- New crosswalks and accompanying rectangular rapid flashing beacons (RRFBs)
- Speed feedback signs (“Your Speed” signs)
- Vegetation management
- Adding pavement
In addition to the methods above, the City has also considered traffic calming devices that may be new to Kenmore but have been implemented in other cities. The City’s traffic engineer has been encouraged to make best use of the budgeted dollars by:
- Reaching out to the neighborhoods and tapping into residents’ ideas and suggestions
- Being creative and thinking outside the box
- Using successful methods implemented in other cities
- Embracing temporary through devices that are movable and adjustable, and
- Being cost effective and maximizing efficiency of the improvements
A number of concerns have been expressed about the NTPP improvements that were installed last week, including the planters installed at 84th and Simonds as well as the residential chicanes on 67th Avenue (19400 block) and 75th Avenue between 148th Street and 155th Street.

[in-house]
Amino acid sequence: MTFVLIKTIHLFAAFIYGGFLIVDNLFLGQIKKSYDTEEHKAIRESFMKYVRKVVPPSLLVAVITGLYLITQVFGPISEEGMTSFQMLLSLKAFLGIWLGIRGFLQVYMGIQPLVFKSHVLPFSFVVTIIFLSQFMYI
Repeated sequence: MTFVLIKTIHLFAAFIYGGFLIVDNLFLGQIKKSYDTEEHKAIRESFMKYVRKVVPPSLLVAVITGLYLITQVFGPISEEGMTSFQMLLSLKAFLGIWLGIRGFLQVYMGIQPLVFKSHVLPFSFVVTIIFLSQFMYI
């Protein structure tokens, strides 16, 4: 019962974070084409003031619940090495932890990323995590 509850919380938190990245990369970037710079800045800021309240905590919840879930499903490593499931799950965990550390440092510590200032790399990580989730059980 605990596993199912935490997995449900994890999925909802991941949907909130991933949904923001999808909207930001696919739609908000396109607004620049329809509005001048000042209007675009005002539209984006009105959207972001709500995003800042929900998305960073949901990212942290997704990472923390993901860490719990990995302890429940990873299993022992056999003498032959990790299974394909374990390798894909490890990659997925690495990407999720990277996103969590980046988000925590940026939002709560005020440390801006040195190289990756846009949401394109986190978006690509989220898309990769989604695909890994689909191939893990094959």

84th Avenue and Simonds Road
The 84th and Simonds intersection is part of the “Grey South,” neighborhood (the NTPP neighborhoods were given geographic/color designations). The traffic engineer held three meetings with this neighborhood, and the attached document showing the proposed planters was provided to the attendees at the third meeting in January of 2016.
In addition, the attached plan has been posted on the City’s website since early 2016. The purpose of the 84th & Simonds improvements are as follows:
- Reduce the speeds of vehicles exiting off of Simonds on to 84th: Prior to the recent improvements, the City had received a number of complaints about the speeds of vehicles coming around the corner from the right turn lane off ramp from Simonds into 84th. The right turn lane was eliminated and replaced with a buffered bicycle lane and a standard right turn.
- Reduce the intersection crossing distance for pedestrians and cyclists. Prior complaints included concerns over the long crossing length through the intersection. This crossing length combined with the speed of cars making the turn onto 84th was a safety concern. The recent improvements reduce the intersection crossing length (and therefore pedestrian/vehicle conflict area) for both legs of 84th from 120 feet to 40 feet and create 80 feet of new buffered bicycle lane at each leg of the intersection.